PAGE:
China’s army controls hundreds if not thousands of virulent and cutting-edge hackers, according to a report issued yesterday by a US Internet security firm that traced a host of cyberattacks to an anonymous building in Shanghai.
Mandiant said its hundreds of investigations showed that groups hacking into US newspapers, government agencies, and companies “are based primarily in China and that the Chinese government is aware of them.”
The 74-page report focused on one group, which it called “APT1” from the initials “Advanced Persistent Threat.” The New York Times, citing experts, said the group was targeting crucial infrastructure such as the US energy grid.
“We believe that APT1 is able to wage such a long-running and extensive cyber espionage campaign in large part because it receives direct government support,” Mandiant said.
The group, it said, was believed to be a branch of the People’s Liberation Army (PLA) called Unit 61398, and digital signatures from its cyberattacks were traced back to the direct vicinity of a nondescript, 12-story building on the outskirts of Shanghai.
“We believe the totality of the evidence we provide in this document bolsters the claim that APT1 is Unit 61398,” Mandiant said, estimating it is “staffed by hundreds, and perhaps thousands of people.”
China’s Ministry of Defense said its army had never supported any kind of hacking activity, adding: “Not only are reports that China’s army has been involved in hacking unprofessional, they do not fit with the facts.”
“Hacking attacks are a global problem. Like other countries, China also faces the threat of hacking attacks, and is one of the main countries falling victim to hacking attacks,” the ministry said.
The Chinese Ministry of Foreign Affairs also rejected “groundless accusations” of Chinese involvement in hacking.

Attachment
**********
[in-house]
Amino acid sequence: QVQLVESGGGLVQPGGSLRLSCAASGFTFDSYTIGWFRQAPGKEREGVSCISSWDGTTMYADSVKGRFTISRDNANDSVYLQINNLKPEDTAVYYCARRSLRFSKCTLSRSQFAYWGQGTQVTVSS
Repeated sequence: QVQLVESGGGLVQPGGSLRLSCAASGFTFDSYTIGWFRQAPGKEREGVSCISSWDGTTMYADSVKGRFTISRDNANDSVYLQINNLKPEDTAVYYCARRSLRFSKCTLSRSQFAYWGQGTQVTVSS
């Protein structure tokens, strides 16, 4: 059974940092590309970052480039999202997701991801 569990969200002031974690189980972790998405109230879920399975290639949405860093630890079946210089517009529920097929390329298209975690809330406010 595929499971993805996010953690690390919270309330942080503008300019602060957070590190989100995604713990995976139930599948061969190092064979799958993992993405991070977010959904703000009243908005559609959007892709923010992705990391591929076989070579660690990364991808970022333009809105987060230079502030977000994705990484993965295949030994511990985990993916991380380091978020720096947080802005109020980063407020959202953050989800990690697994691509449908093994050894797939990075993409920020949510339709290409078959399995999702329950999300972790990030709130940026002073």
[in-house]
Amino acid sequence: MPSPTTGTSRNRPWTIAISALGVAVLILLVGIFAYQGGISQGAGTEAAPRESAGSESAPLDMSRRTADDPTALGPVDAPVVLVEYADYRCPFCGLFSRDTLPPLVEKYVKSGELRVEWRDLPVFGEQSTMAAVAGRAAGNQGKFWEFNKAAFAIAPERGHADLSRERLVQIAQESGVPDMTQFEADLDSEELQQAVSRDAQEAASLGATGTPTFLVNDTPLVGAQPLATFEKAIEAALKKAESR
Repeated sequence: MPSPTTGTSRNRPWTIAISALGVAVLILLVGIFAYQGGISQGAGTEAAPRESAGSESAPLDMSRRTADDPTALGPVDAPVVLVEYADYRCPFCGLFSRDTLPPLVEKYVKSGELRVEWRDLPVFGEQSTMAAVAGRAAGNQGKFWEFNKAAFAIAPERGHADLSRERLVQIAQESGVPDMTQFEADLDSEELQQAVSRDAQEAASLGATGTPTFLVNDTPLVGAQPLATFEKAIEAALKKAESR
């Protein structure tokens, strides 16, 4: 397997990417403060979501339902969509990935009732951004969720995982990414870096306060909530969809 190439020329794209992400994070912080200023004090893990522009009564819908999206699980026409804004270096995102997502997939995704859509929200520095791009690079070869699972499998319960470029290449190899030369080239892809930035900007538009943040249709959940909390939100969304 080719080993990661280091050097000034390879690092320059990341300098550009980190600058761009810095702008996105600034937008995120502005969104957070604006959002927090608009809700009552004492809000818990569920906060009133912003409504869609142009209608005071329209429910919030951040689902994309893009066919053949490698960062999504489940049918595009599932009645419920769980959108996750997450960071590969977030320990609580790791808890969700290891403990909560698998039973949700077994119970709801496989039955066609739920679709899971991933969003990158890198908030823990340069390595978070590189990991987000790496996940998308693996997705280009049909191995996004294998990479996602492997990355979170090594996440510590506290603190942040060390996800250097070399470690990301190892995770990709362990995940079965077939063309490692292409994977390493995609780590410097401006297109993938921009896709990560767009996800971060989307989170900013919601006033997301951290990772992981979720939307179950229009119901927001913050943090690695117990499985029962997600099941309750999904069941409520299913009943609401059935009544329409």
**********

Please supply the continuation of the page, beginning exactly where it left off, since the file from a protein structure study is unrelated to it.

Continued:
In its report, Mandiant said that APT1 — known also as “Comment Crew” for its practice of planting viruses on the comment sections of Web sites — has stolen hundreds of terabytes of data from at least 141 organizations spanning 20 industries.
The Times, which was given early access to the report, said the researchers had found that the Comment Crew was increasingly focused on companies involved in US infrastructure, including in its electrical power grid, gas lines and water works. It said one target was a company with remote access to more than 60 percent of oil and gas pipelines in North America.
The Comment Crew was also among those that attacked the computer security firm RSA, whose computer codes protect confidential corporate and government databases, the Times said.
The building pinpointed as the hacking headquarters sits in the Shanghai suburb of Gaoqiao, near a petrochemical complex and surrounded by small shops. There is no name plate outside, but framed posters showing soldiers are displayed on a high wall surrounding the complex, while the PLA’s symbol of a red star is mounted over the main door of the building.
One soldier in camouflage uniform stood at the main gate yesterday. Another wearing a PLA overcoat was stationed in the guardhouse.
Additional reporting by NY Times News Service